Ramirez JM, Schwarzacher SW, Pierrefiche O, Olivera BM, Richter DW 1998 Selective lesioning of the cat pre-Botzinger complex in vivo eliminates breathing but not gasping. J Physiol (Lond) 507: 895–907
Schuen JN, Bamford OS, Carroll JL 1997 The cardiorespiratory response to anoxia: normal development and the effect of nicotine. Respir Physiol 109: 231–239
Fewell JE, Smith FG 1998 Perinatal nicotine exposure impairs ability of newborn rats to autoresuscitate from apnea during hypoxia. J Appl Physiol 85: 2066–2074
Gershan WM, Jacobi MS, Thach BT 1992 Mechanisms underlying induced autoresuscitation failure in BALB/c and SWR mice. J Appl Physiol 72: 677–685
Froen JF, Akre H, Stray-Pedersen B, Saugstad OD 2000 Adverse effects of nicotine and interleukin-1β on autoresuscitation after apnea in piglets: implications for sudden infant death syndrome. Pediatrics 105: E52: 1–5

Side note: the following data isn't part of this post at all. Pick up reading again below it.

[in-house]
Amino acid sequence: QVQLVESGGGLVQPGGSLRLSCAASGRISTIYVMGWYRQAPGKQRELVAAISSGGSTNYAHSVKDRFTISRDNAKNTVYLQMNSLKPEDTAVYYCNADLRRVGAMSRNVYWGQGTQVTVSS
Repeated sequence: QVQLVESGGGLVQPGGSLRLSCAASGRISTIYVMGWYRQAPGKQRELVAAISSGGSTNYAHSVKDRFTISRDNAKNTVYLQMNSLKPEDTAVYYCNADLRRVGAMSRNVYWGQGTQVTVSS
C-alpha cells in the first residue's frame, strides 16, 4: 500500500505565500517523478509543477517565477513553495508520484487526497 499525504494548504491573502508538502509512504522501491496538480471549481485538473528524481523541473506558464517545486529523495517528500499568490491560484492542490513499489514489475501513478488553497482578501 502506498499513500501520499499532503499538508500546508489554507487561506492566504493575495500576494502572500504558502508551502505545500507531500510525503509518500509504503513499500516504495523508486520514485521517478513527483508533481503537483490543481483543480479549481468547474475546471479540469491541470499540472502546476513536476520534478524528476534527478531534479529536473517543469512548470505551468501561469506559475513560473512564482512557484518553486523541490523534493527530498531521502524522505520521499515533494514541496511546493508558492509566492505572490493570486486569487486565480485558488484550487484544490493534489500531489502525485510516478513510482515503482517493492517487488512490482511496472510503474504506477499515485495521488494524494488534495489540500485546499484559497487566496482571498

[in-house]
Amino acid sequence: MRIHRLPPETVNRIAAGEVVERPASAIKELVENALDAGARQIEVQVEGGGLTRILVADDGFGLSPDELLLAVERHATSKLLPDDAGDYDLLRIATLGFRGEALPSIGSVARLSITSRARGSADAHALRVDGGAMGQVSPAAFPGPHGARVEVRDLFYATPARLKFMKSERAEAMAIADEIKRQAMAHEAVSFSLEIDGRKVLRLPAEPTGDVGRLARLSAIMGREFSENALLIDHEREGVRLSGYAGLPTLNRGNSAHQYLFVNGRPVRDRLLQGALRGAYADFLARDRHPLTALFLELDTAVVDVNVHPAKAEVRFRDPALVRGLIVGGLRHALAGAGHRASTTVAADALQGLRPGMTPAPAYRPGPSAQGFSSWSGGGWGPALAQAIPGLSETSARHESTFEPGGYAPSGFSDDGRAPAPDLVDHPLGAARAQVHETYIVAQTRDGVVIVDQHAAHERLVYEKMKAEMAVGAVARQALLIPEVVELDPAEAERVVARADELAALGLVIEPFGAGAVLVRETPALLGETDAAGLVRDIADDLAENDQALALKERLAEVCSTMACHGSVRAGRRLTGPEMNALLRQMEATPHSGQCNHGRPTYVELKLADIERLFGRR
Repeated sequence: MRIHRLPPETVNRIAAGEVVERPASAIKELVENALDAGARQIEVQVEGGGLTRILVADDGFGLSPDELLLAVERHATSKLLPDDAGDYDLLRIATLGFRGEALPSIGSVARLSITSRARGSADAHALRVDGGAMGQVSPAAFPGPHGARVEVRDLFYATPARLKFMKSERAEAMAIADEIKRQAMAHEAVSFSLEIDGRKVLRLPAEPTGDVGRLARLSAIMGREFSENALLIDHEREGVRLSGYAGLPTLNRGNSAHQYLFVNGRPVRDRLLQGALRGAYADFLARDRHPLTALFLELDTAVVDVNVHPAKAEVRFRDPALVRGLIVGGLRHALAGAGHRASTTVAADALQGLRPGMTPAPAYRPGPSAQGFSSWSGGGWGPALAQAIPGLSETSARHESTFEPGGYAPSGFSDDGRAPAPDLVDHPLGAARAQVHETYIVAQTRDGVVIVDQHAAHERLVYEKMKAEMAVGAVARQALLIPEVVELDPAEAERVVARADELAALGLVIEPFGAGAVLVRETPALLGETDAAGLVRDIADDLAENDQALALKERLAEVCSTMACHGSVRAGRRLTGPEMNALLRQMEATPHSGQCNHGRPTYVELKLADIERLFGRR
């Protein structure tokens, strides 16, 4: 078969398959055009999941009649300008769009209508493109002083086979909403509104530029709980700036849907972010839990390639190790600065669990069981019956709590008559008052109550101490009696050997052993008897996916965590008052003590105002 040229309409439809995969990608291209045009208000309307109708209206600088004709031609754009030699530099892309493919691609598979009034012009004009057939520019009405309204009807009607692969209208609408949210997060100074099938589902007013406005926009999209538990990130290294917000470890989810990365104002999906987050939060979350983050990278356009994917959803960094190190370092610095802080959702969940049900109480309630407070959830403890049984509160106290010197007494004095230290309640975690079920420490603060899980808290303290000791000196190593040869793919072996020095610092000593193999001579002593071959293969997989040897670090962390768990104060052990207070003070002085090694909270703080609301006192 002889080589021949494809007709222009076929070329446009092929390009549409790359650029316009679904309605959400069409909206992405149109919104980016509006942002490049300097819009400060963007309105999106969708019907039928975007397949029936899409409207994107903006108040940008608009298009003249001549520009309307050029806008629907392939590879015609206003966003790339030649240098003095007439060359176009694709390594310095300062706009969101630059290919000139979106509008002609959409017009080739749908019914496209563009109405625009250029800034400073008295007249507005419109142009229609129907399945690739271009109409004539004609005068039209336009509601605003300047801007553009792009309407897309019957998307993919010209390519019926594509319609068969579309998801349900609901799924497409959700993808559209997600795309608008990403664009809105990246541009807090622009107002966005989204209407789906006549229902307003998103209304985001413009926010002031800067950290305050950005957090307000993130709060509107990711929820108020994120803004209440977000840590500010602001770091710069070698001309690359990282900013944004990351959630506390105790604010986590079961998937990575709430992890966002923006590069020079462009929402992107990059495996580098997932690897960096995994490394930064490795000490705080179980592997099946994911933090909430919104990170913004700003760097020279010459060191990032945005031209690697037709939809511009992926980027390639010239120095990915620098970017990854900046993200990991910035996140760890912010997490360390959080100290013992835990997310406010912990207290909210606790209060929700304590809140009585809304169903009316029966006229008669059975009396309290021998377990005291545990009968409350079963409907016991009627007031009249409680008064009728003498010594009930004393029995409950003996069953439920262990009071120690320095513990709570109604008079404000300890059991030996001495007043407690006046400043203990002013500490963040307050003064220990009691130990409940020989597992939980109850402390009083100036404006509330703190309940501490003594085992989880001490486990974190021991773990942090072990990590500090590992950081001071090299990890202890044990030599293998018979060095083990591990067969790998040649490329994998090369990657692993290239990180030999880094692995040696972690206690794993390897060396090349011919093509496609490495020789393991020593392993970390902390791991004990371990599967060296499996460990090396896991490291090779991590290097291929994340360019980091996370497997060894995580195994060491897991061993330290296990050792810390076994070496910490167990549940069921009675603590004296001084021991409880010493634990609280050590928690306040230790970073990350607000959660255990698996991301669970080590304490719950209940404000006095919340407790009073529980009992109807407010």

Lieske SP, Thoby-Brisson M, Telgkamp P, Ramirez JM 2000 Reconfiguration of the neural network controlling multiple breathing patterns: eupnea, sighs and gasps. Nat Neurosci 3: 600–607
Ueda Y, Stick SM, Hall G, Sly P 1999 Control of breathing in infants born to smoking mothers. J Pediatr 135: 226–232
Seidler FJ, Slotkin TA 1986 Non-neurogenic adrenal catecholamine release in the neonatal rat: exocytosis or diffusion?. Brain Res 393: 274–277
Lanier B, Richarson MA, Cummings C 1983 Effect of hypoxia on laryngeal reflex apnea: implications for sudden infant death. Otolaryngol Head Neck Surg 91: 597–604
Benowitz NL 1986 Clinical pharmacology of nicotine. Ann Rev Med 37: 21–32